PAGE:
CLARKSBURG, Mass. – The Planning Board voted Wednesday to recommend some updates to the town’s zoning bylaws to cover wind energy generation facilities and wireless telecommunications.
Town meeting will take up the amendments on May 25.
The board held a brief public hearing on Wednesday at the Senior Center attended by a handful of people. The several amendments were considered priorities as the board reviews the town’s zoning, which has changed little since 1993. The board also voted to recommend a few changes in the zoning use table.
The first amendment would cover the installation of wireless telecommunications facilities, essentially cell towers, requiring a special permit from the Planning Board for installation, modification of transmission equipment, or substantial changes. It would exempt, however, local radio such as municipal, emergency or citizens band, and AM/FM radio and broadcast television.
Board Chairman David Sherman said the bylaw is meant to both delineate local standards and to comply with Federal Communications Commission regulations.
“There are a lot of federal laws, they overlap with Mass General Laws. It’s confusing,” he said. “The more clear we can make it to the town the more direction we have to make sure where ever it does go, it’s done right. They need to bring in professionals to guide us along.”
One of the conditions in the bylaw is that the applicant pay for an independent consultant to work on behalf of the town in reviewing application materials and monitoring the work.
“We have no clue, as a Planning Board, what the requirements are for telecommunications, but with the bylaw, we can hire an independent consultant,” Sherman said. “Also in this bylaw, every five years we can have a independent consultant come in at their cost to do a survey to make sure nothing’s changed.”
The bylaw also covers height, setbacks, impacts, and abandonment.
The wind energy generation bylaw would ban large systems, similar to those on Florida Mountain, outright but allow for smaller wind turbines by special permit in all zones.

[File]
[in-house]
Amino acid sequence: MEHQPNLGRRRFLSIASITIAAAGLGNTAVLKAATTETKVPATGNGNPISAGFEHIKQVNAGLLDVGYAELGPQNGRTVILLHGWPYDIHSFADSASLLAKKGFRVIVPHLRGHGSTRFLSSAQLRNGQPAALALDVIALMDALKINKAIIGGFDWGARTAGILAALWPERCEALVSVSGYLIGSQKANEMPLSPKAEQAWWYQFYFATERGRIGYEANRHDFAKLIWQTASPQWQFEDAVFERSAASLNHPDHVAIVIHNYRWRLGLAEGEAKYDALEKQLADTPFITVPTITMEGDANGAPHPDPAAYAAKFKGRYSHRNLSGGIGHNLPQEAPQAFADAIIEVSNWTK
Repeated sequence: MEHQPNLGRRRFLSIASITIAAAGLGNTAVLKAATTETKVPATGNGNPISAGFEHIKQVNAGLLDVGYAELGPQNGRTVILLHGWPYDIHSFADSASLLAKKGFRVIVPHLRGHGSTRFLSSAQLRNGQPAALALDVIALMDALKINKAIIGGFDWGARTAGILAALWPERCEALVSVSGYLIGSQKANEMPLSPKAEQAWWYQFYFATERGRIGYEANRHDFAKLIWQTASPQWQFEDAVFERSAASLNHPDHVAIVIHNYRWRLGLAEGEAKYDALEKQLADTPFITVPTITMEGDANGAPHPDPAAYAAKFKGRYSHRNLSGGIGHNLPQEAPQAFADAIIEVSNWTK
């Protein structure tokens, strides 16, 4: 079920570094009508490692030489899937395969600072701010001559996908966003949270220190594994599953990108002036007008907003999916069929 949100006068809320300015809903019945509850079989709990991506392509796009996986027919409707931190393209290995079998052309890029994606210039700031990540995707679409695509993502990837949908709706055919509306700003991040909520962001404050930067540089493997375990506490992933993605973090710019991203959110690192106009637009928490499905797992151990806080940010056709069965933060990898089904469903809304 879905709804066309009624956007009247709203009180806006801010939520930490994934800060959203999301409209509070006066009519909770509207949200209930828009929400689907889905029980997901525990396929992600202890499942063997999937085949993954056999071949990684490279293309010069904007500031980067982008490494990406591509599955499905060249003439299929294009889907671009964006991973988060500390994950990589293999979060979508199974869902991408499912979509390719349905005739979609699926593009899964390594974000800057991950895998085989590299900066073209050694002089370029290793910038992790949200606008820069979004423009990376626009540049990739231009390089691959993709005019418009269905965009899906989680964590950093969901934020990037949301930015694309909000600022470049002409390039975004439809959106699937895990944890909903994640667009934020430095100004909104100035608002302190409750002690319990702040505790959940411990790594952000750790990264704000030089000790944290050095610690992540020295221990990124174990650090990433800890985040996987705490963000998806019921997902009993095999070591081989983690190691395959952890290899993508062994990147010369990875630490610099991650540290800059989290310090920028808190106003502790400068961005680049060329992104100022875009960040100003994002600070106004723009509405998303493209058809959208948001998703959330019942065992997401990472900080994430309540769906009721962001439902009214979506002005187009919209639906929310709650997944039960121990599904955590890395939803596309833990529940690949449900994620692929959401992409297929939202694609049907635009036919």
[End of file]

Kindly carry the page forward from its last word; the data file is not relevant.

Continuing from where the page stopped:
“There’s a distinction between what you see on the mountain and what somebody might want in their back yard,” said Sherman.
Small systems would be allowed by special permit through the ZBA. Sherman said the ZBA has more knowledge of setbacks and other requirements than the Planning Board.
There are a couple spots that meet the wind-speed criteria where a large turbine – defined as exceeding 100 feet in height at the tip of the blade – could be located: on West Road and a small tract on East Road. Both have residences near them and below them.
“We’ve had numerous complaints from people living along East Road of noise that they’re receiving from the ones in Florida,” said Town Administrator Carl McKinney. “This would bring it that much closer.”
The board agreed, saying the prohibition would protect residents.
The senior housing update is following through on a change made some 10 years ago, when the town applied for funding for senior housing on industrial-zoned land it owns behind the Senior Center. The project could not go forward without the zoning tables being changed to allow it. But the project fell through when the economic global collapse hit and the change was never formalized through the attorney general’s office.
“Our forefathers, back in ’93, didn’t feel elderly housing should be in industrial zone areas,” Sherman said. “We wanted, as we were going through this process, we wanted to capture it.”
By allowing senior housing to be permitted by right in industrial zones, it’s thought the town would be ready should the plans be resurrected.
“I’m sure you’d want to stay here instead of moving out of town,” Sherman said.
The changes to the table also include allowing private, nonprofit clubs or lounges to locate in the agricultural-residential, residential and commercial districts by special permit from the Planning Board. They are currently allowed by right.
“The problem with making them allowed, the Planning Board does not have any oversight regards to parking, their bathrooms or accessibility,” Sherman said. “With this use table change, we can take a lot of that burden from the building inspector … before anybody buys a piece of property they can see it requires a special permit by the Planning Board. It gives them a heads up … before they purchase that property.”
In response to questions, Sherman said the language for the mostly “cookie cutter” amendments came through the Berkshire Regional Planning Commission. The town received a technical grant that is helping the Planning Board and Zoning Board of Appeals review and update the bylaws.
These two bylaws being adopted came by way of Cheshire, which recently updated its zoning through the BRPC.
“We had two areas that we didn’t have a bylaw so we’re using their language and orders of condition,” Sherman said. “We changed some of it, but the bulk of it came from Berkshire Regional Planning Commission.”
The boards have been working with BRPC Senior Planner Brian Domina on the updates. Planner Thomas Jammalo said Domina has been working with them about a twice a month in reviewing the drafts.
“He was a huge help to us and as a board we can’t thank him enough,” Sherman said.
The amendments are available below or in hard copy at Town Hall. Town meeting will be held on Wednesday, May 25.
Clarksburg Bylaw Amendment on Wind, Housing by iBerkshires.com
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